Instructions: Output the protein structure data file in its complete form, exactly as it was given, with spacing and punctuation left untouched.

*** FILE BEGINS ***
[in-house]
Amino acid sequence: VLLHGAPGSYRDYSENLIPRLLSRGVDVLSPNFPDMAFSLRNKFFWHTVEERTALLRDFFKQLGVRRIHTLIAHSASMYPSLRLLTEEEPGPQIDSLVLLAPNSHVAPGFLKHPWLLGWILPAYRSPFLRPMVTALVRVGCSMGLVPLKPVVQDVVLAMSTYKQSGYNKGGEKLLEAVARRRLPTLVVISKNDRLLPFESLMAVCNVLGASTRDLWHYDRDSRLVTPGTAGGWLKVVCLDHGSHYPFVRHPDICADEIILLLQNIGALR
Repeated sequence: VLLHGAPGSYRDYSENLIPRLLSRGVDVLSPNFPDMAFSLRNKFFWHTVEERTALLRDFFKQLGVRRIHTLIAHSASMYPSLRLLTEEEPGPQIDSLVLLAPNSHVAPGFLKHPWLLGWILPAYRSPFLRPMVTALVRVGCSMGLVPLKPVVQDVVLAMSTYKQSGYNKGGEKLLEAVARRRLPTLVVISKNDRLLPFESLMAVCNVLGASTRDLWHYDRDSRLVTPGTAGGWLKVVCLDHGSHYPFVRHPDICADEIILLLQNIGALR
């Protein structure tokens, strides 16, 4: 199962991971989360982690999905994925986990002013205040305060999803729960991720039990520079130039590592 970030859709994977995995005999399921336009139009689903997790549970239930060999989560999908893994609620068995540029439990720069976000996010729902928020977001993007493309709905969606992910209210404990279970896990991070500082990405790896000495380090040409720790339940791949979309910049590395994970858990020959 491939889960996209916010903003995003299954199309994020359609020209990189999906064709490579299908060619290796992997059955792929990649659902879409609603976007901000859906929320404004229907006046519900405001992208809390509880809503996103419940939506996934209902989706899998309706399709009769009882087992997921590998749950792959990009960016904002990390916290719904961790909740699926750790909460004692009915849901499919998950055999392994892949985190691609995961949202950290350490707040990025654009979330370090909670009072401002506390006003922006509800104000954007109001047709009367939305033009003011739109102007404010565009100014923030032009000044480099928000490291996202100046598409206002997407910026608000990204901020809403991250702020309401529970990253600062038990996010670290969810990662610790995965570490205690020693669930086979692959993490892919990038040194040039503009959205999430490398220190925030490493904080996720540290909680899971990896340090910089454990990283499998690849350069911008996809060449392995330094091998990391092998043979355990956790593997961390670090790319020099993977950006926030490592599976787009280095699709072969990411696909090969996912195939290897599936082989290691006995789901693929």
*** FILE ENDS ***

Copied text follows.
[in-house]
Amino acid sequence: VLLHGAPGSYRDYSENLIPRLLSRGVDVLSPNFPDMAFSLRNKFFWHTVEERTALLRDFFKQLGVRRIHTLIAHSASMYPSLRLLTEEEPGPQIDSLVLLAPNSHVAPGFLKHPWLLGWILPAYRSPFLRPMVTALVRVGCSMGLVPLKPVVQDVVLAMSTYKQSGYNKGGEKLLEAVARRRLPTLVVISKNDRLLPFESLMAVCNVLGASTRDLWHYDRDSRLVTPGTAGGWLKVVCLDHGSHYPFVRHPDICADEIILLLQNIGALR
Repeated sequence: VLLHGAPGSYRDYSENLIPRLLSRGVDVLSPNFPDMAFSLRNKFFWHTVEERTALLRDFFKQLGVRRIHTLIAHSASMYPSLRLLTEEEPGPQIDSLVLLAPNSHVAPGFLKHPWLLGWILPAYRSPFLRPMVTALVRVGCSMGLVPLKPVVQDVVLAMSTYKQSGYNKGGEKLLEAVARRRLPTLVVISKNDRLLPFESLMAVCNVLGASTRDLWHYDRDSRLVTPGTAGGWLKVVCLDHGSHYPFVRHPDICADEIILLLQNIGALR
């Protein structure tokens, strides 16, 4: 199962991971989360982690999905994925986990002013205040305060999803729960991720039990520079130039590592 970030859709994977995995005999399921336009139009689903997790549970239930060999989560999908893994609620068995540029439990720069976000996010729902928020977001993007493309709905969606992910209210404990279970896990991070500082990405790896000495380090040409720790339940791949979309910049590395994970858990020959 491939889960996209916010903003995003299954199309994020359609020209990189999906064709490579299908060619290796992997059955792929990649659902879409609603976007901000859906929320404004229907006046519900405001992208809390509880809503996103419940939506996934209902989706899998309706399709009769009882087992997921590998749950792959990009960016904002990390916290719904961790909740699926750790909460004692009915849901499919998950055999392994892949985190691609995961949202950290350490707040990025654009979330370090909670009072401002506390006003922006509800104000954007109001047709009367939305033009003011739109102007404010565009100014923030032009000044480099928000490291996202100046598409206002997407910026608000990204901020809403991250702020309401529970990253600062038990996010670290969810990662610790995965570490205690020693669930086979692959993490892919990038040194040039503009959205999430490398220190925030490493904080996720540290909680899971990896340090910089454990990283499998690849350069911008996809060449392995330094091998990391092998043979355990956790593997961390670090790319020099993977950006926030490592599976787009280095699709072969990411696909090969996912195939290897599936082989290691006995789901693929």